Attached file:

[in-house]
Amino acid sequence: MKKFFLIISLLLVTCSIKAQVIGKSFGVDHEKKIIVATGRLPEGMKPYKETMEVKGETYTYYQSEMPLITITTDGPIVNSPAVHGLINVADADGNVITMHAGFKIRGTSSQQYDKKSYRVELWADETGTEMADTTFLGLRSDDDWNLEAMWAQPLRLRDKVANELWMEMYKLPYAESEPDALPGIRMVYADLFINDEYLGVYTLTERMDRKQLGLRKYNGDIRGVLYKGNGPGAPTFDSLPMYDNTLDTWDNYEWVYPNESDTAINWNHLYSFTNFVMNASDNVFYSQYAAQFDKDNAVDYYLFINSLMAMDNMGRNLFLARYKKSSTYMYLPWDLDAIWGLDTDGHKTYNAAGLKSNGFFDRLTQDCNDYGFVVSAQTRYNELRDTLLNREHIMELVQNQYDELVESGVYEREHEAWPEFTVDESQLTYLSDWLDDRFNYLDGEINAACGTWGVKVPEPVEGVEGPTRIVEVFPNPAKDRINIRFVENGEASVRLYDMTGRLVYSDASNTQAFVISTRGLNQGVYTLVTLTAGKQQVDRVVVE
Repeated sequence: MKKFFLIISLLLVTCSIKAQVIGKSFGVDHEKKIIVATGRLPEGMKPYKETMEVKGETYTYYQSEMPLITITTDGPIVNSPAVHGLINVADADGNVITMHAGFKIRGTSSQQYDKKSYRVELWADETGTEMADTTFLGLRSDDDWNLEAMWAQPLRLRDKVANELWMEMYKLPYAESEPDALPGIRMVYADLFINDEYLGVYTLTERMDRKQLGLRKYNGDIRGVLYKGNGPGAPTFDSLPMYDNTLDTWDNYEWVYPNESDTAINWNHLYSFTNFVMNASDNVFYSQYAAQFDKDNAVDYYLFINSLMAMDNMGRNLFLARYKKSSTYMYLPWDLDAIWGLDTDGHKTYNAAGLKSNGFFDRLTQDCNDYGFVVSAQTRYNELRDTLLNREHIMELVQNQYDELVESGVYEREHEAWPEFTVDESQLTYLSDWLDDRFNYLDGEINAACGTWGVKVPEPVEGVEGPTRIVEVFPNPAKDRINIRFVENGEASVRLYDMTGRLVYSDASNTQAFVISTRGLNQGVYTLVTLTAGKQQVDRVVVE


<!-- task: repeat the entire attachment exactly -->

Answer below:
[in-house]
Amino acid sequence: MKKFFLIISLLLVTCSIKAQVIGKSFGVDHEKKIIVATGRLPEGMKPYKETMEVKGETYTYYQSEMPLITITTDGPIVNSPAVHGLINVADADGNVITMHAGFKIRGTSSQQYDKKSYRVELWADETGTEMADTTFLGLRSDDDWNLEAMWAQPLRLRDKVANELWMEMYKLPYAESEPDALPGIRMVYADLFINDEYLGVYTLTERMDRKQLGLRKYNGDIRGVLYKGNGPGAPTFDSLPMYDNTLDTWDNYEWVYPNESDTAINWNHLYSFTNFVMNASDNVFYSQYAAQFDKDNAVDYYLFINSLMAMDNMGRNLFLARYKKSSTYMYLPWDLDAIWGLDTDGHKTYNAAGLKSNGFFDRLTQDCNDYGFVVSAQTRYNELRDTLLNREHIMELVQNQYDELVESGVYEREHEAWPEFTVDESQLTYLSDWLDDRFNYLDGEINAACGTWGVKVPEPVEGVEGPTRIVEVFPNPAKDRINIRFVENGEASVRLYDMTGRLVYSDASNTQAFVISTRGLNQGVYTLVTLTAGKQQVDRVVVE
Repeated sequence: MKKFFLIISLLLVTCSIKAQVIGKSFGVDHEKKIIVATGRLPEGMKPYKETMEVKGETYTYYQSEMPLITITTDGPIVNSPAVHGLINVADADGNVITMHAGFKIRGTSSQQYDKKSYRVELWADETGTEMADTTFLGLRSDDDWNLEAMWAQPLRLRDKVANELWMEMYKLPYAESEPDALPGIRMVYADLFINDEYLGVYTLTERMDRKQLGLRKYNGDIRGVLYKGNGPGAPTFDSLPMYDNTLDTWDNYEWVYPNESDTAINWNHLYSFTNFVMNASDNVFYSQYAAQFDKDNAVDYYLFINSLMAMDNMGRNLFLARYKKSSTYMYLPWDLDAIWGLDTDGHKTYNAAGLKSNGFFDRLTQDCNDYGFVVSAQTRYNELRDTLLNREHIMELVQNQYDELVESGVYEREHEAWPEFTVDESQLTYLSDWLDDRFNYLDGEINAACGTWGVKVPEPVEGVEGPTRIVEVFPNPAKDRINIRFVENGEASVRLYDMTGRLVYSDASNTQAFVISTRGLNQGVYTLVTLTAGKQQVDRVVVE